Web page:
A photo of the peaceful Good Friday protest taken by Patrick Sieber, OFM, outside Lockheed Martin.

Annual Good Friday Protest Outside World’s Largest Weapons Manufacturer Coincides with MLK’s 55th Anniversary of His Death

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This year, Holy Week coincided with the 55th anniversary of the assassination of Rev. Dr. Martin Luther King, Jr. Exactly one year prior, on April 4, 1967, Dr. King delivered his Beyond Vietnam, A Time to Break Silence speech at Riverside Church in New York City. Patrick Sieber, OFM, says it is well past time for us to truly live its truth.

Patrick did his part on April 7, as he does every Good Friday, in peaceful protest at the annual Good Friday Stations of Justice, Peace, Nonviolence Resistance, and Love of Humanity at the gates of Lockheed Martin, the weapons manufacturer in King of Prussia, Pennsylvania. This year’s peaceful protest and resistance, said Patrick, honored Dr. King’s 55th anniversary of his death.

The event is sponsored annually by the Brandywine Peace Community, the non-profit organization established in 1978 that is committed to nonviolent action, peacemaking, and war resistance. The organization also organizes a peaceful protest every year on Ash Wednesday.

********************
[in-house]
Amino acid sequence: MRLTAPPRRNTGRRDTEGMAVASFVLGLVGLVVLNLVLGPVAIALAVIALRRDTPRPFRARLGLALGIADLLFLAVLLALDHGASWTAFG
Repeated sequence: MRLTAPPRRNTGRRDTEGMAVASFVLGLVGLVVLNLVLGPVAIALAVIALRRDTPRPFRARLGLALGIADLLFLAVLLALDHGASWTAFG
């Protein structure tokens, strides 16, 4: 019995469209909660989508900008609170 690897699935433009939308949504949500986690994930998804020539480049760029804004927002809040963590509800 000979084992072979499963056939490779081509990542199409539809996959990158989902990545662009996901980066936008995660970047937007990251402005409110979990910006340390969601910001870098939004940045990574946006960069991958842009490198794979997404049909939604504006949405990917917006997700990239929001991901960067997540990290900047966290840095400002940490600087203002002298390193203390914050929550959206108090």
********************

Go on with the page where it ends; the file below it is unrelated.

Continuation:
“The protest is held at the Lockheed Martin facility because Lockheed is the world’s largest war profiteer and nuclear weapons contractor. The company is our country’s number one weapons producer – everything from drone warfare technology to nuclear weapons,” explained Patrick. “The Good Friday observance occurs annually as part of Brandywine’s ongoing campaign of nonviolent direct action at Lockheed Martin.”

Protestors have engaged in several dramatic actions – all peaceful in nature – throughout the years, from tolling a bell of peace and placing crosses between banners and signs, to reading scripture and singing songs. Protestors have often been arrested for trespassing in a show of civil disobedience when they enter the driveway of Lockheed Martin in an attempt to deliver a copy of the United Nations Treaty on the Prohibition of Nuclear Weapons.

In a reflection about Lent last February, Patrick wrote, “Our prayer each time is that the ashes (of Ash Wednesday) on our foreheads will remind us of the ‘Mark of Cain’ and the issue of Fratricide. A reminder to do no harm to another human being! But Lockheed’s business is in weapons of mass destruction. The horrible conclusion of their products is reducing whole villages and cities to ashes. Can a sinful corporation be redeemed? The money spent on their products has reduced many of our cities, like my ministry here in the Kensington neighborhood of Philadelphia and in Camden, New Jersey, to ashes.”

He continued, “Billions are spent on cruise missiles and killer drones, while inner cities remain in an Ash Wednesday and Good Friday curse of suffering – with no promise of an Easter Sunday. Mainstream churches – Catholic and Protestant, for example – seem reluctant, almost afraid, to confront and criticize. Resurrection from the ashes and the cross happened once. It can happen again. But it will take a lot of work and prayers.”